Against this backdrop, new materialist scholars have further shifted attentiveness not only to the necessity of decolonizing the Anthropocene, but also to a re(con)figuring of power as biogeotechno-power. Kathryn Yusoff, for example, highlights how coloniality is materially inscribed into both the Anthropos and the Anthropocene. Decolonizing the Anthropocene, thus, not only requires cutting the ties to colonial geology and origin stories in favour of multiple origin stories which are structured along shared vulnerabilities and hopes, but also to come to a different understanding of the relationship between "geological forces and social practices" (Yusoff, 2017), one that allows us to consider how agency is both made possible and constrained "by the forces of the earth itself" (Clark and Yusoff, 2017). The concept of biogeotechno-power adds to these endeavours in providing a tool for capturing the entanglements of the biological, the geological, the technological, and the social "in new formations of power that invest, regulate, enhance, and dispose of (more-than-)human bodies in particular ecological relationalities" (Lorenz-Meyer et al. 2015). In contrast to Foucault's notion of biopower that focuses on the appropriation of the generative forces of lived (human) bodies, biogeotechno-power includes the harnessing and commodification of the powers of geological forces and the earth through technoscientific and other practices in late capitalism.
KEYWORDS: anthropocene; capitalism; climate change; ecological crisis; empire; global warming
GENEALOGIES: holocene; Paul Crutzen; Eugene Stoermer; imperialism; industrial revolution
SYNONYMS: Age of Man; anthrobscene; capitalocene; chthulucene; plantationocene
ANTONYMS: environmental justice; the more-than-human epoch; making kin; multispecies politics
HYPERNYMS: earth; human exceptionalism; the material world
HYPONYMS: bodies; ecologies, technologies, species thinking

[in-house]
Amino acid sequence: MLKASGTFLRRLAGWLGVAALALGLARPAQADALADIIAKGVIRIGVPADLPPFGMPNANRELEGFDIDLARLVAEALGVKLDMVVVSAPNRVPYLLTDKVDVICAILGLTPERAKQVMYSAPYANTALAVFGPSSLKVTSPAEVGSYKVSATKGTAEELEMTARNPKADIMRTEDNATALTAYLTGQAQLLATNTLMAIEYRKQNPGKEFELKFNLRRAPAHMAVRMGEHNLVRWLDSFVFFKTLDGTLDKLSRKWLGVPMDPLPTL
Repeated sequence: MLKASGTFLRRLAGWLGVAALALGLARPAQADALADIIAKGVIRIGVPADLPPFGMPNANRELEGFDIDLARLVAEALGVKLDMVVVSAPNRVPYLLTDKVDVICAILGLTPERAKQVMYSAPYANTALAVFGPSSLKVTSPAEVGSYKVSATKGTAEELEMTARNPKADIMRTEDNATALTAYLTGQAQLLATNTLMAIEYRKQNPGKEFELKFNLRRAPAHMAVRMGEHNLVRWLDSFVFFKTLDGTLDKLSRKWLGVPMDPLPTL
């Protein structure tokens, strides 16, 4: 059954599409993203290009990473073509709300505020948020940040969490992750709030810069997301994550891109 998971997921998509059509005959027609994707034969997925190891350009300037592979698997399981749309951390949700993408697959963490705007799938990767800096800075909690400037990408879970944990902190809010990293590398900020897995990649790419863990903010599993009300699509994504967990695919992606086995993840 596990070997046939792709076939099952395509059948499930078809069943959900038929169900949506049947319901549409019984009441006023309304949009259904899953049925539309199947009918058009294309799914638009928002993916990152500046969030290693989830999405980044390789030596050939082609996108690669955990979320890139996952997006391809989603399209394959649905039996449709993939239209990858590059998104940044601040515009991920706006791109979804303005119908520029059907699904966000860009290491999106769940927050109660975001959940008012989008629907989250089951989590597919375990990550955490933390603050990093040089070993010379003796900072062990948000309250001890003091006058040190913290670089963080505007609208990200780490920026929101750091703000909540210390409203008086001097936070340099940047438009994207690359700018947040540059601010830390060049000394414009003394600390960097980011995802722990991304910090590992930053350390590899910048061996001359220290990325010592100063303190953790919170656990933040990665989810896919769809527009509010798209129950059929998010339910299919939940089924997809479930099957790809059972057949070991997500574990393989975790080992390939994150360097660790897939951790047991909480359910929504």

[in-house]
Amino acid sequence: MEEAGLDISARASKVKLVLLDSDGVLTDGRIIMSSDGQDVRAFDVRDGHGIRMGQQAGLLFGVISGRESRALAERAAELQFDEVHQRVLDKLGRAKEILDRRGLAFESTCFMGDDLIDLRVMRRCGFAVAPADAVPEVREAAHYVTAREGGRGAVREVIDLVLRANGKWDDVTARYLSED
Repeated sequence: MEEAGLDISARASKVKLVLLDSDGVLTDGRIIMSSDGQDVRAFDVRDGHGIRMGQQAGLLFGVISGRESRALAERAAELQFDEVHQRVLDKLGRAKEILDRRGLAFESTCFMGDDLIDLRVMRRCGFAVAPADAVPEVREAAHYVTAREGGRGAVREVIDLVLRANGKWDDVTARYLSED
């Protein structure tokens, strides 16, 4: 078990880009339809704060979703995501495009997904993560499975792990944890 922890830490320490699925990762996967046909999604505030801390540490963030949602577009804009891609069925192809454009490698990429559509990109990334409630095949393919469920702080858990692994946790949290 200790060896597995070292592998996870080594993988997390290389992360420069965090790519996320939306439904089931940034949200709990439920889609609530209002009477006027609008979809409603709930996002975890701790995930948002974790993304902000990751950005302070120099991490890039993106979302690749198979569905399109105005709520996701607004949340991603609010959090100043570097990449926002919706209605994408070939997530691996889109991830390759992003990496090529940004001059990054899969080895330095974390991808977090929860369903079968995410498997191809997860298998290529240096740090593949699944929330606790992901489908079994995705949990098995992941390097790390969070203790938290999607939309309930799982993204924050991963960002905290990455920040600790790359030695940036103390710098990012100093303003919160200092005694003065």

Alaimo, Stacy. (2016). Exposed: Environmental Politics and Pleasures in Posthuman Times. Minneapolis: University of Minnesota Press.
Bennett, Jane. (2010). Vibrant Matter. A Political Ecology of Things. Durham and London: Duke University Press.
Crist, Eileen. (2013). "On the Poverty of Our Nomenclature." Environmental Humanities 3: 129-147.
Chakrabarty, Dipesh. (2009). "The Climate of History. Four Theses." Critical Inquiry 35 (2): 197-222.
Clark, Nigel, and Kathryn Yusoff. (2017). "Geosocial Formations and the Anthropocene." Theory, Culture & Society 34 (2-3): 3-23.
Colebrook, Claire. (2016). "'A Grandiose Time of Coexistence: Stratigraphy of the Anthropocene'." Deleuze Studies 10 (4): 440-454.
Crutzen, Paul. (2002). "Geology of Mankind." Nature 415 (6867): 23.
Lorenz-Meyer, Dagmar, Åsberg Cecilia, Christina Fredengren, Maris Sõrmus, Pat Treusch, Marja Vehviläinen, Eva Zekany, and Lucie Žeková. (2015). Anthropocene Ecologies: Biogeotechnical Relationalities in Late Capitalism. New Materialism COST Action IS1307 position paper, http://liu.diva-portal.org/smash/get/diva2:1080954/FULLTEXT01.pdf
Morton, Timothy. (2016). Dark Ecology. For a Logic of Future Coexistence. New York: Columbia University Press.
Moore, Jason W. 2015. Capitalism in the Web of Life. Ecology and the Accumulation of Capital. New York: Verso.
Moore, Jason W. (2016). "Introduction." In Anthropocene or Capitalocene? Nature, History, and the Crisis of Capitalism, ed. Jason Moore, Oakland: PM Press, pp. 1-11.
Neimanis, Astrida, Cecilia Åsberg, and Johan Hedrén. (2015). "Four Problems, Four Directions for Environmental Humanities: Toward Critical Posthumanities for the Anthropocene." Ethics & the Environment 20 (1): 67-97.
Haraway, Donna. (2015). "Anthropocene, Capitalocene, Plantationocene, Chthulucene: Making Kin." Environmental Humanities 6: 159-165.
Haraway, Donna. (2016). Staying with the Trouble: Making Kin in the Chthulucene. Durham and London: Duke University Press.
Parikka, Jussi. (2015). The Anthrobscene. Minneapolis: University of Minnesota Press.
Saldanha, Arun, and Hannah Stark. (2016). "A New Earth: Deleuze and Guattari in the Anthropocene." Deleuze Studies 10 (4): 427-439.
Yusoff, Kathryn. (2017). "Geosocial Strata." Theory, Culture & Society 34 (2-3): 105-127.
COST Action IS1307 New Materialism: Networking European Scholarship on 'How Matter Comes to Matter'.
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With the changing of societies on local, national and international scales owing to economic, ecological, political and technological developments and crises, a reorganized academic landscape can be observed to be emerging. Scholarship strives to become increasingly interdisciplinary in order to grasp and examine the unfolding complexity of ongoing ecological, socio-cultural and politico-economic changes. Additionally, academics forge... Read more or find out Who's Who
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New Materialism —